New-latest- updated-exercise-guidelines-for-cancer-survivors

New-latest- updated-exercise-guidelines-for-cancer-survivors

Survivors may soon get their very own exercise prescription, following new guidelines presented today at the American Society of Clinical Oncology's annual meeting. Scientific evidence about cancer and exercise has grown greatly in the past few decades, as has the number of cancer survivors, which has jumped from two million to 12 million since the 1970s Better guidance was needed not only for fitness instructors but also for physicians who need to get past the idea that patients shouldn't push themselves during treatment. There are circumstances in which a patient or survivor should receive a medical assessment before starting an exercise program; but it shouldn't be the norm. The small risk in a small body of patients was less than the amount of risk that is induced by telling people that they shouldn't exercise until they're cleared. The risk of inactivity for the large majority of patients at low risk for problems is greater than the small risk of putting someone in harm's way. Patients and survivors must avoid inactivity. They must continue their normal activities during and after treatment, and resume daily life as soon as possible after surgery.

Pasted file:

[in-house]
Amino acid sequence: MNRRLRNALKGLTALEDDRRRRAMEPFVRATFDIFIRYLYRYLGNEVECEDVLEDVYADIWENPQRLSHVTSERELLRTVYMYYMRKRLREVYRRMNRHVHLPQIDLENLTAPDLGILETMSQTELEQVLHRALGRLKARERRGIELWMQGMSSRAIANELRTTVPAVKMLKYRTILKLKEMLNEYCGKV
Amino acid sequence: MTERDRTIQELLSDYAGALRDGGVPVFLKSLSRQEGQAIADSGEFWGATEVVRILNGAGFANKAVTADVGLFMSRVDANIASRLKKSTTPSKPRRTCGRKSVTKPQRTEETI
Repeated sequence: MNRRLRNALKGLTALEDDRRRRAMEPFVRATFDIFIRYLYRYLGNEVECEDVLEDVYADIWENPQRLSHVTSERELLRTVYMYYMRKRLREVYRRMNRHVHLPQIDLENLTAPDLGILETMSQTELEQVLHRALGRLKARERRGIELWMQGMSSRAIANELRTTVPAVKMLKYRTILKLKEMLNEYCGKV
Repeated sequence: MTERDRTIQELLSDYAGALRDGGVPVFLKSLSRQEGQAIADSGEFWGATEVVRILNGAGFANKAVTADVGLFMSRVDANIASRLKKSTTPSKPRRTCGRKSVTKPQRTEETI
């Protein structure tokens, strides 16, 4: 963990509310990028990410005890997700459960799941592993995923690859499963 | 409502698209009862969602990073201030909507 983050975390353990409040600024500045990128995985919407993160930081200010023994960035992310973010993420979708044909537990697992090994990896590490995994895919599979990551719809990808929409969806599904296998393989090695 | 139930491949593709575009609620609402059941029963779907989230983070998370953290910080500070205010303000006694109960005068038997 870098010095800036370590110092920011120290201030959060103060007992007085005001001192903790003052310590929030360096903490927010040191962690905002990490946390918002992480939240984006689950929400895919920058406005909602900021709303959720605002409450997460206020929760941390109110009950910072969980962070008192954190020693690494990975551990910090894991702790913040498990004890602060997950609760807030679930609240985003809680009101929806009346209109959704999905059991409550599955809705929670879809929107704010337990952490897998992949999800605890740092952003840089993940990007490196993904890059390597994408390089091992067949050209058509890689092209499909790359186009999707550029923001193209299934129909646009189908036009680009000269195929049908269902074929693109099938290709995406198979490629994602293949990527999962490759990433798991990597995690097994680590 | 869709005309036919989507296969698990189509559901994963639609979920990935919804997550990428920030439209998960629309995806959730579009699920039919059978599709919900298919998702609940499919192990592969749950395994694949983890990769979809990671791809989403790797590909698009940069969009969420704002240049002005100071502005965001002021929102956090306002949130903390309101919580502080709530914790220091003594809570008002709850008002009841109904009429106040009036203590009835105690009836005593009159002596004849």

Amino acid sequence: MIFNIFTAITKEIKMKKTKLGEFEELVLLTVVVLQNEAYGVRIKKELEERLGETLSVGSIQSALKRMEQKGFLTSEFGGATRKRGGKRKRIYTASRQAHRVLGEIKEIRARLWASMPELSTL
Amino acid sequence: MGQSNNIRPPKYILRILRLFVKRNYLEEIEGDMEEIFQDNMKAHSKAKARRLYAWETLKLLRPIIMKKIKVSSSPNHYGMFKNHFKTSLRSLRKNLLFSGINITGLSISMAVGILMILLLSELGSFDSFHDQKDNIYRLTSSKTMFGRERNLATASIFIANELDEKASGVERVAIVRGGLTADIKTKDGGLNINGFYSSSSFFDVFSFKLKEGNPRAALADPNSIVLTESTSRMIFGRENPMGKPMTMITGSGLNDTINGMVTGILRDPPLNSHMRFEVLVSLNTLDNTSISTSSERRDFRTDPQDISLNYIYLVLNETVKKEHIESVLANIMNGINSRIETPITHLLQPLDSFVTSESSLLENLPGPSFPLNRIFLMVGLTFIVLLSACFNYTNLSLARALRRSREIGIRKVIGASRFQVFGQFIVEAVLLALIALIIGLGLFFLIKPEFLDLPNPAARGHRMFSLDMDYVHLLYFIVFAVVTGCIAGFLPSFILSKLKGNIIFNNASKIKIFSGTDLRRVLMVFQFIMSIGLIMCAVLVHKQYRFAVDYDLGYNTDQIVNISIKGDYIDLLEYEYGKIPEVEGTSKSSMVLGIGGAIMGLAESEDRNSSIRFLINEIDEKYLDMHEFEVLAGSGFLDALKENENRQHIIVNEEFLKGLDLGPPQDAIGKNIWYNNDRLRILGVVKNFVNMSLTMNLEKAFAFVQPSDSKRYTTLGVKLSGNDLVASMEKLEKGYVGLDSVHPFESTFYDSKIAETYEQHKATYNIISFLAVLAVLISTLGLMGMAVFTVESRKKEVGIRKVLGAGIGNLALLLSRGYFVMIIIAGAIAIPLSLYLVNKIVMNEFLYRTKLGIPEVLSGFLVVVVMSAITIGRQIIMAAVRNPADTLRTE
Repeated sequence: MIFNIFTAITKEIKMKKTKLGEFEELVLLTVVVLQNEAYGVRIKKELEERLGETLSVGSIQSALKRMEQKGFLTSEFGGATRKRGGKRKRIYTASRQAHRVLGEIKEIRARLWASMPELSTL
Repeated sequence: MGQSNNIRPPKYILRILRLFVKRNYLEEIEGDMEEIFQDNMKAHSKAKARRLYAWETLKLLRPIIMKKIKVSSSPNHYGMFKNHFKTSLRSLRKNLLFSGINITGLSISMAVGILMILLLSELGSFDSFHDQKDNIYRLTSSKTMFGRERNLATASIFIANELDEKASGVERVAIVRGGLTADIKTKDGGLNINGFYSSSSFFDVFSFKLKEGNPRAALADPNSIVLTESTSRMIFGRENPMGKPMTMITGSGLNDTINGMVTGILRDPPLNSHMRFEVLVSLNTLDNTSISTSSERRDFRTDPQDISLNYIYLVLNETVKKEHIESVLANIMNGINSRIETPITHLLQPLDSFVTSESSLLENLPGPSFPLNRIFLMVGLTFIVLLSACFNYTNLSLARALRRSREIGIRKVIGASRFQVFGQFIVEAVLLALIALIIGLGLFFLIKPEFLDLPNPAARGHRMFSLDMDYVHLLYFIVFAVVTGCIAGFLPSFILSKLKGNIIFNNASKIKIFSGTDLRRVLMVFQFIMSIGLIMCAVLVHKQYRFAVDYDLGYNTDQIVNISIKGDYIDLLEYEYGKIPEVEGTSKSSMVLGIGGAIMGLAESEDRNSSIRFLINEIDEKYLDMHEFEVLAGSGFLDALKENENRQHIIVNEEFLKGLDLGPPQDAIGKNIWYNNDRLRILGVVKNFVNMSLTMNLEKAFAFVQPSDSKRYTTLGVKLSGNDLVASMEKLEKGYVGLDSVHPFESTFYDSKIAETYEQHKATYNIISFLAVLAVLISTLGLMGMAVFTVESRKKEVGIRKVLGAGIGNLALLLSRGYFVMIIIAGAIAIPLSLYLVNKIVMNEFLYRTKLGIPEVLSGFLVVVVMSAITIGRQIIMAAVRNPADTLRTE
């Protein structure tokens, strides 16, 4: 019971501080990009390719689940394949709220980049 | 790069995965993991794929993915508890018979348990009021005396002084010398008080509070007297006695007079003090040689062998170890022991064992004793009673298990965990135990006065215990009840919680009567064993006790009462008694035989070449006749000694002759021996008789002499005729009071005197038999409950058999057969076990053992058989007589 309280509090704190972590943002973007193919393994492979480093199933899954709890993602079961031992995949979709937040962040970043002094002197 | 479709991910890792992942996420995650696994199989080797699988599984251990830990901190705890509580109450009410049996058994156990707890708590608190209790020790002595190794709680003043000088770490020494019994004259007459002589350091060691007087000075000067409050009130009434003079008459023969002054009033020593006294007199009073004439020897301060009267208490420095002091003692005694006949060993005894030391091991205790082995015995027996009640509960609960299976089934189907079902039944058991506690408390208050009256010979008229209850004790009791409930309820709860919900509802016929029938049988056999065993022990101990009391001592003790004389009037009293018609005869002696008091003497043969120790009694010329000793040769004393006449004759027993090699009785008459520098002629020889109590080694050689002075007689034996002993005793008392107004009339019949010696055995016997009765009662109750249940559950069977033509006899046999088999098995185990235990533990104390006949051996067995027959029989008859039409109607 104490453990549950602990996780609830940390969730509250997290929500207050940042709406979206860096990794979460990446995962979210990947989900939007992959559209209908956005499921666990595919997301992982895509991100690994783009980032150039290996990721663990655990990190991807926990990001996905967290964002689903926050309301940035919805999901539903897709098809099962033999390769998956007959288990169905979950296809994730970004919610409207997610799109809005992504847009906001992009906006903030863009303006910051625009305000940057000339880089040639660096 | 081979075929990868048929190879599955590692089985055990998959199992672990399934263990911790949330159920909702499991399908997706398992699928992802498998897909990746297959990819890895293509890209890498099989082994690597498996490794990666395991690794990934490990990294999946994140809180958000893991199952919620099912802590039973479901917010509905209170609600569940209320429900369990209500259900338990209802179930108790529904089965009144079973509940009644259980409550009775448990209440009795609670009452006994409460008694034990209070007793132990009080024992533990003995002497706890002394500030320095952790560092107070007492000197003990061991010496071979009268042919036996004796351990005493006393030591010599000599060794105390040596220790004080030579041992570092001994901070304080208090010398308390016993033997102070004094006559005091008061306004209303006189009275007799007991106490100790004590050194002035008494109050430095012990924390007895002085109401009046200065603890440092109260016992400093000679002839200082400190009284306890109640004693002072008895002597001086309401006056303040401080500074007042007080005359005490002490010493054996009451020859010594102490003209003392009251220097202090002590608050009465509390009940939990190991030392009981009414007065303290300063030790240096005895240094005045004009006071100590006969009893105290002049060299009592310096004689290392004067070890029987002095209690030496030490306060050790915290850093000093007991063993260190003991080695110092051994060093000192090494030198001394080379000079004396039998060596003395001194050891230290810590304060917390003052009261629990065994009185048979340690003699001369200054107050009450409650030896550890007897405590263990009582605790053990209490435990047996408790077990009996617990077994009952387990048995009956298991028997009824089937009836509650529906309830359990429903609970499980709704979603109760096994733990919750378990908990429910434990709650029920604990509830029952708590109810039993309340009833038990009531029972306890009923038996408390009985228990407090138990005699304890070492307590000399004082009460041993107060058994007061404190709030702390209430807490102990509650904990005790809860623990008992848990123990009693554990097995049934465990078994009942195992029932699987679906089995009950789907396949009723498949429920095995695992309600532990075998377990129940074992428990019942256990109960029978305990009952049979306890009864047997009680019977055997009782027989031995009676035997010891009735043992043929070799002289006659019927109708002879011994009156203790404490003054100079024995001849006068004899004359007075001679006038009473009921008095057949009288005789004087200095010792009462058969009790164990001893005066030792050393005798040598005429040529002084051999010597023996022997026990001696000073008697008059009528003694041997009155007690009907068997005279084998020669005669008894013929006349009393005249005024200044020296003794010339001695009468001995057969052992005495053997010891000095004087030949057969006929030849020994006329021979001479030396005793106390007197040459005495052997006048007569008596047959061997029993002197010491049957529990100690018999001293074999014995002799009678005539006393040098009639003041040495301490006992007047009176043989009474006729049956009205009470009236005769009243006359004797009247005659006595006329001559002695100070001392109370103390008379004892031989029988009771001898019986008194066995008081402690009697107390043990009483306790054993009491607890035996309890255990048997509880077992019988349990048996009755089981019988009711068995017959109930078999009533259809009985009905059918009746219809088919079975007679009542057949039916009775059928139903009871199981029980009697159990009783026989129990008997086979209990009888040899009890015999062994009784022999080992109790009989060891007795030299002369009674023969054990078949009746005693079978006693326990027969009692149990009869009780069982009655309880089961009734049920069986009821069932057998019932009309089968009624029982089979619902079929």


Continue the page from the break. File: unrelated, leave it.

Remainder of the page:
Over the course of one month, it's safe to build sedentary patients up to 150 minutes of moderate-intensity aerobic exercise per week. It's also safe for patients undergoing stem cell transplant to exercise every day, but these patients should reduce intensity and progression of intensity because of the effects on the immune system.

For patients suffering from weight loss, resistance training can help build their strength.

For those with prostate, hematologic, and colon cancers, twice-weekly resistance training is recommended: one exercise for each major muscle group for eight to 10 repetitions, and one to three sets per exercise.

Women with breast and gynaecologic cancers should start with a supervised resistance training program given the risk for lymphedema.

Given side effects such as incontinence and sexual dysfunction, floor exercises should be added to an exercise routine for men with prostate cancer.

Colon cancer patients should avoid excessive intra-abdominal pressures.

The full guidelines will be published in the July 1 issue of the journal Medicine and Science in Sports and Exercise, and are expected to be made available on the ACSM website at acsm.org.

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